The redwoods are special trees because of their size and age. There are three species :
- the coastal redwood (Sequoia sempervirens ),
- the giant sequoia / redwood (Sequoiadendron giganteum), and
- the dawn redwood (Metasequoia glyptostroboides)
They are the most massive trees on earth. The coastal redwoods are the tallest of the three species. The largest was measured to have a height of some 379 feet (115.5M). Not only are these trees large but they are also impressive because of their longevity, a thousand years is not unusual but dendrochronology has aged one specimen at over 2500 years. The coastal and the giant redwoods are found naturally on the pacific coast regions of California and Oregon, though specimens trees are found in the U.K. and many other countries [and plantations have been established in New Zealand].
Redwood timber was highly prized due to its fire resistance and this lead to the extensive felling of redwood stands from the early nineteenth century onwards. In consequence, their distribution is much reduced and limited to ‘pockets’ of old growth (in National Parks) along the coast. Recent years have seen episodes of drought (thought to be associated with climate change), these have exposed the trees to water stress which has weakened their resistance to pests and pathogens.
The supply of water to the treetop leaves of a coastal redwood is a major factor in determining the maximum height of a tree. The distance from roots to leaves is a major problem in terms of water transport. The treetop leaves operate under some degree of water stress (due to higher light intensities, drier air and higher temperatures). These factors constrain certain physiological functions, such as cell elongation and photosynthesis, which in turn limit growth in height. The maximal attainable height has been calculated to be 122M.
It is thought that the trees can reduce some of the water stress by the absorption of moisture through the leaf surfaces. Summer fogs occur in the coastal regions and it is noteworthy that in drier regions of their distribution the trees are shorter. It is also interesting that there is a difference between the leaves at the top of the tree and those lower down. Those at the top are small, thick, and fused to the vertical stem axis; this fusion of leaf and stem creates a relatively large volume of tissue and intercellular space that can store water. The leaves in the lower part of the crown by comparison are large, flat and horizontal to the stem axis.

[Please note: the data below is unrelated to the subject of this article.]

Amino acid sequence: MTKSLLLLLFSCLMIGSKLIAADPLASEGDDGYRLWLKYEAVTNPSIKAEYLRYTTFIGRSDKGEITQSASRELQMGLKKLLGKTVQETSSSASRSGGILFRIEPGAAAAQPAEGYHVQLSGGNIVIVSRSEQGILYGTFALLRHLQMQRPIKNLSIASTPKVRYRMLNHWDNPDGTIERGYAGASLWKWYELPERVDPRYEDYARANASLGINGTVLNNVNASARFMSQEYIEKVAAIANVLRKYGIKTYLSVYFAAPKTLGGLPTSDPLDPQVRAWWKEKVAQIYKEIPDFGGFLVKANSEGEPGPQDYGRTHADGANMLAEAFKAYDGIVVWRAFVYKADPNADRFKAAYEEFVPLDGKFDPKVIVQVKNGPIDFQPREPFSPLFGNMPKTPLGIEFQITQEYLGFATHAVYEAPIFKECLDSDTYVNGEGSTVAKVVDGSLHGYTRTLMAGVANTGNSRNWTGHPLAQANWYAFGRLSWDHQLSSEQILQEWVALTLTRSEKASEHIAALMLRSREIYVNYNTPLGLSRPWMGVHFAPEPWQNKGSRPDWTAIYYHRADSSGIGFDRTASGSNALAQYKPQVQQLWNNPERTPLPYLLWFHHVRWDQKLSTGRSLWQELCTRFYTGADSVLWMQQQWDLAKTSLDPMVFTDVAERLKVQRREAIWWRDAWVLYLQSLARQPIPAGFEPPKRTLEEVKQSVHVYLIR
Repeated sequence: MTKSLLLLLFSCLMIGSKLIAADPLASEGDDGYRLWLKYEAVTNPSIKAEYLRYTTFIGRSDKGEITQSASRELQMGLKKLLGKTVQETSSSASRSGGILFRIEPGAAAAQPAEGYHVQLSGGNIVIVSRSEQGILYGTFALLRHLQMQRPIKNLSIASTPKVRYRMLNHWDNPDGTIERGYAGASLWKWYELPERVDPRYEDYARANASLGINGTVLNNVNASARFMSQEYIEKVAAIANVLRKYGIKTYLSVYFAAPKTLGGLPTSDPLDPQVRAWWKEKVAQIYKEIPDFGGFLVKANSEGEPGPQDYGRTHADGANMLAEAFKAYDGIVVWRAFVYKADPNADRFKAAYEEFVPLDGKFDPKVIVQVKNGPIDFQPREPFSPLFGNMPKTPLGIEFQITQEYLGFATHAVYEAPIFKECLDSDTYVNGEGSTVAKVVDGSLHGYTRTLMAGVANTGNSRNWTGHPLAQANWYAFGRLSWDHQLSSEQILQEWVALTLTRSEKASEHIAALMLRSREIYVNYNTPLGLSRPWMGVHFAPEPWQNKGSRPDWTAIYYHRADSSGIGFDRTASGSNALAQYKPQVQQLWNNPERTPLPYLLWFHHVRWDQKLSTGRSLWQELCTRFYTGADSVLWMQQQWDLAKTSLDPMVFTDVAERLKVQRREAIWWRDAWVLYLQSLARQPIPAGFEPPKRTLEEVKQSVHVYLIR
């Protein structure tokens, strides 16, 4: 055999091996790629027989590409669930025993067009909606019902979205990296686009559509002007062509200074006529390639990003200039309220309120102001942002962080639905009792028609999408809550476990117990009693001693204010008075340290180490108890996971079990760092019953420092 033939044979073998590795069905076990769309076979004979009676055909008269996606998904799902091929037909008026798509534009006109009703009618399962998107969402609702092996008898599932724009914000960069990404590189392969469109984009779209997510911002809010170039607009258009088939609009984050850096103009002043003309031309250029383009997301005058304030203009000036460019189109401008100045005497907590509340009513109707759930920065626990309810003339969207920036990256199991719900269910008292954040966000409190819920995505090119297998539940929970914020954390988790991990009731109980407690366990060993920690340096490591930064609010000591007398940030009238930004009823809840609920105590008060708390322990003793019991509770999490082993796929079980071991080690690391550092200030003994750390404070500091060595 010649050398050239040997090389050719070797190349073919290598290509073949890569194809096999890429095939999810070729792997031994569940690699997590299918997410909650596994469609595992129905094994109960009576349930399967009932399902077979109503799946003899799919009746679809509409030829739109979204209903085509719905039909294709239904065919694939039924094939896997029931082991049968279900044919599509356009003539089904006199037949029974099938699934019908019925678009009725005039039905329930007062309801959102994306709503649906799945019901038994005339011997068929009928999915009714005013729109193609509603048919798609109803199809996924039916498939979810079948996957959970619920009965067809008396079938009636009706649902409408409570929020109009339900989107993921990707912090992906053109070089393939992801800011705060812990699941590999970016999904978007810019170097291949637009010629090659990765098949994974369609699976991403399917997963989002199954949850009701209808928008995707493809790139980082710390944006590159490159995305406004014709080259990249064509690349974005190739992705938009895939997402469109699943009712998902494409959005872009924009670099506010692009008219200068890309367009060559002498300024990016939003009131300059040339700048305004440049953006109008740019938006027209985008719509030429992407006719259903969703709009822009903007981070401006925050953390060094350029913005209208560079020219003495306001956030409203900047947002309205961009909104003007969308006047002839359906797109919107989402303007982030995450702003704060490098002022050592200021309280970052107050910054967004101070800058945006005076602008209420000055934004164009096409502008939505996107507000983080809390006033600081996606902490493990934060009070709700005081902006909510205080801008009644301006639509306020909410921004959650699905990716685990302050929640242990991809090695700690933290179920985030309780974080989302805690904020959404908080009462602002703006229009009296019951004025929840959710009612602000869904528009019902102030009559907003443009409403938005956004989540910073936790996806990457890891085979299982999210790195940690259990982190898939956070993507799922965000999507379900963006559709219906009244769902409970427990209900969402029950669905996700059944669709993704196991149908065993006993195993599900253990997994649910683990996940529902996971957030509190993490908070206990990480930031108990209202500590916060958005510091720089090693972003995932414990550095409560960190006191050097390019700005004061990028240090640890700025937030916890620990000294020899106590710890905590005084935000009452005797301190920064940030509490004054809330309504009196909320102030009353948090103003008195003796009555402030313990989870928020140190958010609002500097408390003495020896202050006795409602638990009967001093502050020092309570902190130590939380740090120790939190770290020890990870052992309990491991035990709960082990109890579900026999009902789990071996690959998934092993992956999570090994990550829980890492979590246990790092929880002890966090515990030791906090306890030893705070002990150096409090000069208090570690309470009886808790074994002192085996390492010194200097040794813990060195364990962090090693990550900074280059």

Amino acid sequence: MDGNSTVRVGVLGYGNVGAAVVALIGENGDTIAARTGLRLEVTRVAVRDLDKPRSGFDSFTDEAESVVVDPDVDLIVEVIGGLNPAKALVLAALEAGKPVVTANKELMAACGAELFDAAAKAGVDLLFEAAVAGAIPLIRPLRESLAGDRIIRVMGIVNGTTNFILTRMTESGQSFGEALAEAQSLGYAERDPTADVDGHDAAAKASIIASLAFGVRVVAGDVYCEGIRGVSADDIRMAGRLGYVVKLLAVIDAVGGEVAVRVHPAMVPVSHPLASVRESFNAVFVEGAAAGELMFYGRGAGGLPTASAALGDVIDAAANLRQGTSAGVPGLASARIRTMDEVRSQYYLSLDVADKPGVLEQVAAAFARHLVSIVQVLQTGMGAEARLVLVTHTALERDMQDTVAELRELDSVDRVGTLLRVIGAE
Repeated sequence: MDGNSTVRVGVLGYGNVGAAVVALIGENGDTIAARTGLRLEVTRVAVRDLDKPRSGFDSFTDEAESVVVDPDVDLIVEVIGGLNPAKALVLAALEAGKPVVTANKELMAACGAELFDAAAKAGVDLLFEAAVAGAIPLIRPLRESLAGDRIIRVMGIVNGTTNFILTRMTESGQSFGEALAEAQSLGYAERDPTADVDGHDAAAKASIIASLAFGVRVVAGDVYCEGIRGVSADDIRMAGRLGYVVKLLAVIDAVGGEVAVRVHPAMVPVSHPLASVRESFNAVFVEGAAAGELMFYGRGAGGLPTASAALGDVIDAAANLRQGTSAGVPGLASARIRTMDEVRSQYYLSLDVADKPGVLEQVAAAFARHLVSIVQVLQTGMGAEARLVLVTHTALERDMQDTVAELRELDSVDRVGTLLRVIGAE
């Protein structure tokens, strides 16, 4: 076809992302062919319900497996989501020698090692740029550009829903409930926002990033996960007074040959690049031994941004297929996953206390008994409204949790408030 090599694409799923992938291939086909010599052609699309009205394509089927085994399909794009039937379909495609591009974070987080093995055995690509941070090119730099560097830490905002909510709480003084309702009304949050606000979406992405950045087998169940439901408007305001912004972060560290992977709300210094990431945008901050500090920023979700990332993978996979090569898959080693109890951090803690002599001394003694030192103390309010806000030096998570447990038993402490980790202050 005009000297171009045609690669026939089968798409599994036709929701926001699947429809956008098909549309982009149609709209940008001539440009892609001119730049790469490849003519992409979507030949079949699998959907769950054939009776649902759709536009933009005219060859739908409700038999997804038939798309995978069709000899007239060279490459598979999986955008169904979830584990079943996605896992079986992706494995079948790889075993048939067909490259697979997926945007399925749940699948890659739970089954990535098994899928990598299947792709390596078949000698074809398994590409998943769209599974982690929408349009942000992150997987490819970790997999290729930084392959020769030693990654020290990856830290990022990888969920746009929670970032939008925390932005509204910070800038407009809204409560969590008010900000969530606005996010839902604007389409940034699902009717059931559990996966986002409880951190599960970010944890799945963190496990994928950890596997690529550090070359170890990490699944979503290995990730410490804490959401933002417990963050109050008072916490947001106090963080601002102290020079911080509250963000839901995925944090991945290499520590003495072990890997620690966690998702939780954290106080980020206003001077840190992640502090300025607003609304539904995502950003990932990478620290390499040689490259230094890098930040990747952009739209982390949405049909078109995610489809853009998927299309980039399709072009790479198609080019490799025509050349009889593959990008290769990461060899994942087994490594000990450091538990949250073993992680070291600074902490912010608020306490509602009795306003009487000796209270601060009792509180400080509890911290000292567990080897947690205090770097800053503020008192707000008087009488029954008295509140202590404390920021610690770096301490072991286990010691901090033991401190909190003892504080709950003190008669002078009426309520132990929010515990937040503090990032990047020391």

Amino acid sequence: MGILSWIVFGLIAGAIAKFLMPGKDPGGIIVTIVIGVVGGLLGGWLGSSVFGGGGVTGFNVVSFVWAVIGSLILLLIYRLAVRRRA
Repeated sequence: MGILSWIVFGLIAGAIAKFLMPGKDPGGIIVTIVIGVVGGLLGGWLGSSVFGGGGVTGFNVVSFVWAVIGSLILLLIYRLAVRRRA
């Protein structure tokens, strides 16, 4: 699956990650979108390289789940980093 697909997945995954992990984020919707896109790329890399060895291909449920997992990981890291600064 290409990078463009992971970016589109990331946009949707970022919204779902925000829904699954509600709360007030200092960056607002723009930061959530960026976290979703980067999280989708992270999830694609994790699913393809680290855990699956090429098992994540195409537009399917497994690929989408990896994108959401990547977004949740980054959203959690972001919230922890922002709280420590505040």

The giant sequoias are shorter than the coastal redwoods but what they ‘lack’ in height, they make up for in mass. They can outweigh giant redwoods substantially. General Sherman, a giant sequoia, can claim the title ‘largest tree in the world’ on the grounds of mass / volume. It stands some 274 feet tall and its circumference at its base is 100 feet plus. The species was originally named (in 1853) Wellingtonia gigantea, but the name Wellingtonia had already been used for a completely unrelated plant. It was renamed several times, and finally called Sequoiadendron in 1939.
The dawn redwood is native to China. Like the Coastal Redwood and the Giant Sequoia, it belongs to the Sequoioideae, in the Cypress family. It is the only living member of its genus Metasequoia, though three fossil species are known. It is sometimes referred to as a ‘living fossil’ as it appears to be basically unchanged for millions of years.
Below left, a recently germinated redwood seedling, and right seedlings about six month post germination